Tube driver who dragged woman 75 metres into tunnel 'may have failed to adequately check CCTV'

A Tube driver whose train dragged an elderly woman into a tunnel may have failed to adequately check a CCTV monitor, an accident investigation has found.

Analysis of the incident at Notting Hill Gate station, west London, suggests the driver could have been paying "little conscious attention" to platform footage, a report by the Rail Accident Investigation Branch (RAIB) said.

The 78-year-old passenger was hospitalised for over a month after suffering multiple bone fractures and a serious soft tissue injury to her right leg.

The accident occurred when her canvas tote bag became trapped in the doors of a Central line train as she attempted to board on January 31.

She was dragged for 75 metres along the platform and 15 metres further into a tunnel at a speed of up to 22 mph before the train stopped.

It took the emergency services around an hour to rescue her from beneath the train due to difficulties with working in the confined space.

The report stated that the driver attempted to start the train at about the same time the doors closed, but the train's safety system prevented it from moving.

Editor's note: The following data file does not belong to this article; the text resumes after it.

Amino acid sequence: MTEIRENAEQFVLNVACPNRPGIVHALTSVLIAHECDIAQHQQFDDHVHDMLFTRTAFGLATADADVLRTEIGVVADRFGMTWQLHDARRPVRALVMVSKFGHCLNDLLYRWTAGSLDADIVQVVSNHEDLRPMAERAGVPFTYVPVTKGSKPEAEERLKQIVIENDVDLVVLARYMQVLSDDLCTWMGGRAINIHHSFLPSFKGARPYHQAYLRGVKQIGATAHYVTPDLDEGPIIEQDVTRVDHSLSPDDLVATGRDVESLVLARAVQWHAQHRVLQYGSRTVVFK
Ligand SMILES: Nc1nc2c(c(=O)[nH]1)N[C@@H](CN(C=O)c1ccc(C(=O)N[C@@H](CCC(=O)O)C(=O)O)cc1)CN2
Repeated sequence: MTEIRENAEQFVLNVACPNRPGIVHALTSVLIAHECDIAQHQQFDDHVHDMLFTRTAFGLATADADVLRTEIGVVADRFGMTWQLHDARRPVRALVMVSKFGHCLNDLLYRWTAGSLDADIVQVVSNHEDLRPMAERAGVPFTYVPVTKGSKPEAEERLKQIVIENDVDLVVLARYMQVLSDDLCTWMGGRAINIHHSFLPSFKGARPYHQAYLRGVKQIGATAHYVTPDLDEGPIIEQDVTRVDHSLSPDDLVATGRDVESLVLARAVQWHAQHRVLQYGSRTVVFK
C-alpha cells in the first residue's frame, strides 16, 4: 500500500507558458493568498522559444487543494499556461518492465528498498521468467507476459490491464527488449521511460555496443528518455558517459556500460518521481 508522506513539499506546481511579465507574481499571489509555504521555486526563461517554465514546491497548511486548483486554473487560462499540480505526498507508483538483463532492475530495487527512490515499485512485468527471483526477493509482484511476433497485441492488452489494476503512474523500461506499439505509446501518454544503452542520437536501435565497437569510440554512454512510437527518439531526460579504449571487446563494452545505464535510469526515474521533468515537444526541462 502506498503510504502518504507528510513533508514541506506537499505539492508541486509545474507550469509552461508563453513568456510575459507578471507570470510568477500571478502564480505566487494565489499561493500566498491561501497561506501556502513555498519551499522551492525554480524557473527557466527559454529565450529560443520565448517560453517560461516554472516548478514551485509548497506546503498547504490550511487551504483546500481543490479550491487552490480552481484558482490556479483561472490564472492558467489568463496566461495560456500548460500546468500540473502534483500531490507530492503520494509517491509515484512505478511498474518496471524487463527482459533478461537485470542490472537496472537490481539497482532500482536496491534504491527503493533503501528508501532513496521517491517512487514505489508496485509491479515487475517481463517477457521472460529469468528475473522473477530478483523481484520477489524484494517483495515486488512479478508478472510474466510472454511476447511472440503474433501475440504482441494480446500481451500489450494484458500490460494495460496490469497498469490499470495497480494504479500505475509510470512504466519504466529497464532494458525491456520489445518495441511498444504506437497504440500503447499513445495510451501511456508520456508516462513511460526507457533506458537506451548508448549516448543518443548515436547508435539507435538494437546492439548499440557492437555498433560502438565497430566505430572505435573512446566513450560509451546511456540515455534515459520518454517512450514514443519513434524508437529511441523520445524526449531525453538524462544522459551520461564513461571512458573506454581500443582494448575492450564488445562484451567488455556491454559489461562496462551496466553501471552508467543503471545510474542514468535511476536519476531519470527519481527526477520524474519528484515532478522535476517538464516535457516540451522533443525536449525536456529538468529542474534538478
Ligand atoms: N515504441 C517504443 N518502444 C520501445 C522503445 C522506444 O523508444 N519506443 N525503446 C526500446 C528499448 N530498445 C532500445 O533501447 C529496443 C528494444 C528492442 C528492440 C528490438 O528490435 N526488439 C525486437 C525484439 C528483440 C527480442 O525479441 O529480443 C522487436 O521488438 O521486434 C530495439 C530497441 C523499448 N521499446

Five seconds later, the driver again pressed the start buttons and the train departed.

A sample collected by London Underground found this action has a frequency of just 0.09 per cent. The RAIB said this suggests the driver may not have properly processed the information on the CCTV monitor in his cab.

The train only stopped at the station for 23 seconds. This was the shortest of 16 trains samples, with an average of 32 seconds.

The driver, who was not named by the RAIB, has been operating Tube trains since 1999 and there were no previous incidents or disciplinary problems on his record.

The passenger lives in Shepherd's Bush, west London, and is a regular user of public transport in the capital.

She arrived at the platform when the train was slowing to a stop and walked towards the middle of the train to be in a better position for her destination.

When she heard the door warning alarm, she quickly approached a door. As she led with her arm, her bag swung into the carriage and became trapped in the closing door.

Evidence suggests the handles of the bag twisted around her wrist, making it "very difficult to free herself".

The RAIB made five recommendations to London Underground concerning the detection of objects by train door systems.
Tube driver,dragged woman 75 metres
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